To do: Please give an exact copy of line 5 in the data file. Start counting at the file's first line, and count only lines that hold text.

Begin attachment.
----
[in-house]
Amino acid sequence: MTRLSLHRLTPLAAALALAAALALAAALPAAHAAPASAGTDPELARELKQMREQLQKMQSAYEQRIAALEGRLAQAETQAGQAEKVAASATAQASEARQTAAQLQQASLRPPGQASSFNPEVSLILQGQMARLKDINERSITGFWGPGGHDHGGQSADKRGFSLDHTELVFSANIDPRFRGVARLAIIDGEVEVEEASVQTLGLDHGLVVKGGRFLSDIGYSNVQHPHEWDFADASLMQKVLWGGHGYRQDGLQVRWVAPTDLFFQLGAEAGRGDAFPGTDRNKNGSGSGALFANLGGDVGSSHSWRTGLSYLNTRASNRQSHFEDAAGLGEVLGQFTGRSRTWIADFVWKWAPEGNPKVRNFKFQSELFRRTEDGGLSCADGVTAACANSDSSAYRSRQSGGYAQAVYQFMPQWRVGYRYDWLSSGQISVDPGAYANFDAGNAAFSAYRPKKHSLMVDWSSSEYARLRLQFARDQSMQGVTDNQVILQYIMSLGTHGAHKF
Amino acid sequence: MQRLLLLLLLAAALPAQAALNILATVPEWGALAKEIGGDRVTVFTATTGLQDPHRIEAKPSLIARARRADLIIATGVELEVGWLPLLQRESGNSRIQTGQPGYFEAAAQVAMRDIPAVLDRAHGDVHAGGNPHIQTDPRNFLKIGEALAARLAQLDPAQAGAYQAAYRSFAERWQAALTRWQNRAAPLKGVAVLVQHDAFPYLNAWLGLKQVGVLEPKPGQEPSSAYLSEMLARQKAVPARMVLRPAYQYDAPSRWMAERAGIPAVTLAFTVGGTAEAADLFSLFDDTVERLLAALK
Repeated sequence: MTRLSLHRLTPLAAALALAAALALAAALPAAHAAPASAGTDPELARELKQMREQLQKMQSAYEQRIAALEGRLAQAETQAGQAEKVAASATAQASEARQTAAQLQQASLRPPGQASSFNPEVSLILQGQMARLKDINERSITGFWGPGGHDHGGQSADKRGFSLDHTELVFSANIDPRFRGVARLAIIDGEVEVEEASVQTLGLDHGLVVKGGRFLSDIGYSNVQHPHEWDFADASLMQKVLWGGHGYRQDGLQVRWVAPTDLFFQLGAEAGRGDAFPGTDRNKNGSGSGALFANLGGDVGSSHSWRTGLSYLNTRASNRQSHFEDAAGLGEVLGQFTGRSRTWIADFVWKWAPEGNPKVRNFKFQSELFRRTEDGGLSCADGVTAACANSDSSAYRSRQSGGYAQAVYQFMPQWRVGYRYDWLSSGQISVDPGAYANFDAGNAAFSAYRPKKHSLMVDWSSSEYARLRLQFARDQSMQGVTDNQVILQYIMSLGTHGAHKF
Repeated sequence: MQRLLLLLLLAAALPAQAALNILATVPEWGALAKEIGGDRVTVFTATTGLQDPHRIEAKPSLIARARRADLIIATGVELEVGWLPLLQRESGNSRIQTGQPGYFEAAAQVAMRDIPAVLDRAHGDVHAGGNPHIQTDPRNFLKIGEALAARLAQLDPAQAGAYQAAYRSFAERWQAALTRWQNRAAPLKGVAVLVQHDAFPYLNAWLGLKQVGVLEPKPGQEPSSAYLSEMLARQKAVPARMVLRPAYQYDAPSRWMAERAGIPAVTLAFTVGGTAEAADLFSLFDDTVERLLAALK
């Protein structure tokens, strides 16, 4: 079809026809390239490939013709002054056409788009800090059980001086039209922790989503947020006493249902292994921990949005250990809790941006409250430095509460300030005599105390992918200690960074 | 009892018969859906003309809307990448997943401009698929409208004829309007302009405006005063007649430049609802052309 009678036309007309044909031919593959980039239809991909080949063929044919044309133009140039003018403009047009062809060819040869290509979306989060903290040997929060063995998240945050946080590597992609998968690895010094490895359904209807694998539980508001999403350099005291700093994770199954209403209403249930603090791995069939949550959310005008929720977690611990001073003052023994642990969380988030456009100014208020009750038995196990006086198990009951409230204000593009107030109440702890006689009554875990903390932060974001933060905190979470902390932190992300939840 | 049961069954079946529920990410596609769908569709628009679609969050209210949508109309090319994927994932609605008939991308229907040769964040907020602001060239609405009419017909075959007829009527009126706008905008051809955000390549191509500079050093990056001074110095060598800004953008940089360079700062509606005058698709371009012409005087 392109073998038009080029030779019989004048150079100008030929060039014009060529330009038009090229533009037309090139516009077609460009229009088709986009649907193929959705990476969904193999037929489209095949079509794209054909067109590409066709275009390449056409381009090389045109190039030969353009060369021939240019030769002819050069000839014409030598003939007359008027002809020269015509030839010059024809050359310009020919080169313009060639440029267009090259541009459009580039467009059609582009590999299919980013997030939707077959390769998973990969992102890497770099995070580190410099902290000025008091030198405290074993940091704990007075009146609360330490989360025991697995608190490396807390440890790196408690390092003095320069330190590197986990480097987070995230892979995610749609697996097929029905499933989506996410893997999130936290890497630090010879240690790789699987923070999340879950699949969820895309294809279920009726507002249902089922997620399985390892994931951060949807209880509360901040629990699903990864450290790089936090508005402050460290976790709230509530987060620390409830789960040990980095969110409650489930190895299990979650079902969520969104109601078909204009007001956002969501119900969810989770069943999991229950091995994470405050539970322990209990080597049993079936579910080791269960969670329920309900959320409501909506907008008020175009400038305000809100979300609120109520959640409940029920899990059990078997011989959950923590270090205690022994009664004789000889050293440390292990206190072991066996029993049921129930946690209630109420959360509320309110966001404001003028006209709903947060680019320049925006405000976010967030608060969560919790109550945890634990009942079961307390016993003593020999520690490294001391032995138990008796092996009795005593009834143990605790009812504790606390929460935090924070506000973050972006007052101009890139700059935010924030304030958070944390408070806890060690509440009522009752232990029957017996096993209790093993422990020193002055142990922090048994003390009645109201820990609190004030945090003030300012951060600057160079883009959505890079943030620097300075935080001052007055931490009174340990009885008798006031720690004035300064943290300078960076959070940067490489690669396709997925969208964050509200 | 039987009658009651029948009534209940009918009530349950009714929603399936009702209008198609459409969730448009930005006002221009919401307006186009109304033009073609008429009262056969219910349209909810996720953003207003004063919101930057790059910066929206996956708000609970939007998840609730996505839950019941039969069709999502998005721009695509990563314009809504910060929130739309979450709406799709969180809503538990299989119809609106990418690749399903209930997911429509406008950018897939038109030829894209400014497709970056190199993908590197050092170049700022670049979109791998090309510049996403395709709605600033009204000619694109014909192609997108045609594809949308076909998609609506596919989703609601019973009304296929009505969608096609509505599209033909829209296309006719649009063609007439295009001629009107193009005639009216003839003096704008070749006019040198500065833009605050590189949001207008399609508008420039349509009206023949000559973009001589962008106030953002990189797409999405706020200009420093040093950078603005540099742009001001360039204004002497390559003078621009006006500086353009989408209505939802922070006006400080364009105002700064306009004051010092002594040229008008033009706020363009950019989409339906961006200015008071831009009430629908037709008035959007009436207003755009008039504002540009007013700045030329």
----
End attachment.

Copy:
Repeated sequence: MQRLLLLLLLAAALPAQAALNILATVPEWGALAKEIGGDRVTVFTATTGLQDPHRIEAKPSLIARARRADLIIATGVELEVGWLPLLQRESGNSRIQTGQPGYFEAAAQVAMRDIPAVLDRAHGDVHAGGNPHIQTDPRNFLKIGEALAARLAQLDPAQAGAYQAAYRSFAERWQAALTRWQNRAAPLKGVAVLVQHDAFPYLNAWLGLKQVGVLEPKPGQEPSSAYLSEMLARQKAVPARMVLRPAYQYDAPSRWMAERAGIPAVTLAFTVGGTAEAADLFSLFDDTVERLLAALK